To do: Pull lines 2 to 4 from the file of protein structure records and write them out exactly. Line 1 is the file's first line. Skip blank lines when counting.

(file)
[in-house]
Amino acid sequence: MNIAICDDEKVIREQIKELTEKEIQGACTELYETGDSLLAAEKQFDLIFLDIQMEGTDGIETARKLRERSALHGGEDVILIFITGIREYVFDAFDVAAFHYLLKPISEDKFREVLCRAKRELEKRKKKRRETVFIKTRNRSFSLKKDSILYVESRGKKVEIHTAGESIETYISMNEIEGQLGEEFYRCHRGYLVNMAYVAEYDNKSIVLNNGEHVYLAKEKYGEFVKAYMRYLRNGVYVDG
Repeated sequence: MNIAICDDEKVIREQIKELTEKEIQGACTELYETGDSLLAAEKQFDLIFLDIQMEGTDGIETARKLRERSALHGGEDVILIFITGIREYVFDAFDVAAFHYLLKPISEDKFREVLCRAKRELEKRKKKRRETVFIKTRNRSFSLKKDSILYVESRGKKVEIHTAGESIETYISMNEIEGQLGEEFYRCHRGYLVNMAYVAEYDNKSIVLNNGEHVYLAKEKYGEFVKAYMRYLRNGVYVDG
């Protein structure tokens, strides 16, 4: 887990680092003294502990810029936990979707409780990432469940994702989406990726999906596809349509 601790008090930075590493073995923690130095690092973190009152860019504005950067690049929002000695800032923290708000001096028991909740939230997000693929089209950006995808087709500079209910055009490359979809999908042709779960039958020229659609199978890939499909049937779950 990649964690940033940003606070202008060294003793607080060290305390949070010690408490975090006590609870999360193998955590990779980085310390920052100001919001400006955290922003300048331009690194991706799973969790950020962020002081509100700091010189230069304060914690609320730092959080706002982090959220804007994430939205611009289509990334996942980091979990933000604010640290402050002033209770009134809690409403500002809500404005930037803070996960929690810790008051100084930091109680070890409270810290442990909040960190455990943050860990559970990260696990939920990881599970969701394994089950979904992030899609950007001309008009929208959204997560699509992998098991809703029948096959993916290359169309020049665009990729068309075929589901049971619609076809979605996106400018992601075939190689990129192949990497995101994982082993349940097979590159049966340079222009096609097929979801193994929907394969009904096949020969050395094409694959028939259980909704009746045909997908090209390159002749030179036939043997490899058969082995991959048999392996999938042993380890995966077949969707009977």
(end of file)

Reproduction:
Amino acid sequence: MNIAICDDEKVIREQIKELTEKEIQGACTELYETGDSLLAAEKQFDLIFLDIQMEGTDGIETARKLRERSALHGGEDVILIFITGIREYVFDAFDVAAFHYLLKPISEDKFREVLCRAKRELEKRKKKRRETVFIKTRNRSFSLKKDSILYVESRGKKVEIHTAGESIETYISMNEIEGQLGEEFYRCHRGYLVNMAYVAEYDNKSIVLNNGEHVYLAKEKYGEFVKAYMRYLRNGVYVDG
Repeated sequence: MNIAICDDEKVIREQIKELTEKEIQGACTELYETGDSLLAAEKQFDLIFLDIQMEGTDGIETARKLRERSALHGGEDVILIFITGIREYVFDAFDVAAFHYLLKPISEDKFREVLCRAKRELEKRKKKRRETVFIKTRNRSFSLKKDSILYVESRGKKVEIHTAGESIETYISMNEIEGQLGEEFYRCHRGYLVNMAYVAEYDNKSIVLNNGEHVYLAKEKYGEFVKAYMRYLRNGVYVDG
């Protein structure tokens, strides 16, 4: 887990680092003294502990810029936990979707409780990432469940994702989406990726999906596809349509 601790008090930075590493073995923690130095690092973190009152860019504005950067690049929002000695800032923290708000001096028991909740939230997000693929089209950006995808087709500079209910055009490359979809999908042709779960039958020229659609199978890939499909049937779950 990649964690940033940003606070202008060294003793607080060290305390949070010690408490975090006590609870999360193998955590990779980085310390920052100001919001400006955290922003300048331009690194991706799973969790950020962020002081509100700091010189230069304060914690609320730092959080706002982090959220804007994430939205611009289509990334996942980091979990933000604010640290402050002033209770009134809690409403500002809500404005930037803070996960929690810790008051100084930091109680070890409270810290442990909040960190455990943050860990559970990260696990939920990881599970969701394994089950979904992030899609950007001309008009929208959204997560699509992998098991809703029948096959993916290359169309020049665009990729068309075929589901049971619609076809979605996106400018992601075939190689990129192949990497995101994982082993349940097979590159049966340079222009096609097929979801193994929907394969009904096949020969050395094409694959028939259980909704009746045909997908090209390159002749030179036939043997490899058969082995991959048999392996999938042993380890995966077949969707009977």